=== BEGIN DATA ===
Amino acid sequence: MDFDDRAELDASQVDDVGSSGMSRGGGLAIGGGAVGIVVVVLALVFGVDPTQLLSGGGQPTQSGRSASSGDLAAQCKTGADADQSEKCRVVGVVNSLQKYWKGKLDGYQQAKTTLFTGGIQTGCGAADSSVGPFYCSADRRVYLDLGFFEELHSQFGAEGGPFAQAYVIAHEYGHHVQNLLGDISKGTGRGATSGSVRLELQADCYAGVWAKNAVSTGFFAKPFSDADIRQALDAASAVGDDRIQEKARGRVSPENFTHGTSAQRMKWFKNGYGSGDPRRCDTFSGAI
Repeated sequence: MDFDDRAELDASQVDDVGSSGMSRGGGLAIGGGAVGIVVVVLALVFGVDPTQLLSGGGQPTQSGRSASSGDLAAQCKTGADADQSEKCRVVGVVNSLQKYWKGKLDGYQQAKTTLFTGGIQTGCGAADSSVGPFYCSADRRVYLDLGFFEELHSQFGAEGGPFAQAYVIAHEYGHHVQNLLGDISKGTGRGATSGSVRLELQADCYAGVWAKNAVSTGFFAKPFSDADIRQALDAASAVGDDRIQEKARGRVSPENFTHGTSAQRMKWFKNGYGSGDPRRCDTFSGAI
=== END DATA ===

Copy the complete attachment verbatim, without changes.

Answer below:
Amino acid sequence: MDFDDRAELDASQVDDVGSSGMSRGGGLAIGGGAVGIVVVVLALVFGVDPTQLLSGGGQPTQSGRSASSGDLAAQCKTGADADQSEKCRVVGVVNSLQKYWKGKLDGYQQAKTTLFTGGIQTGCGAADSSVGPFYCSADRRVYLDLGFFEELHSQFGAEGGPFAQAYVIAHEYGHHVQNLLGDISKGTGRGATSGSVRLELQADCYAGVWAKNAVSTGFFAKPFSDADIRQALDAASAVGDDRIQEKARGRVSPENFTHGTSAQRMKWFKNGYGSGDPRRCDTFSGAI
Repeated sequence: MDFDDRAELDASQVDDVGSSGMSRGGGLAIGGGAVGIVVVVLALVFGVDPTQLLSGGGQPTQSGRSASSGDLAAQCKTGADADQSEKCRVVGVVNSLQKYWKGKLDGYQQAKTTLFTGGIQTGCGAADSSVGPFYCSADRRVYLDLGFFEELHSQFGAEGGPFAQAYVIAHEYGHHVQNLLGDISKGTGRGATSGSVRLELQADCYAGVWAKNAVSTGFFAKPFSDADIRQALDAASAVGDDRIQEKARGRVSPENFTHGTSAQRMKWFKNGYGSGDPRRCDTFSGAI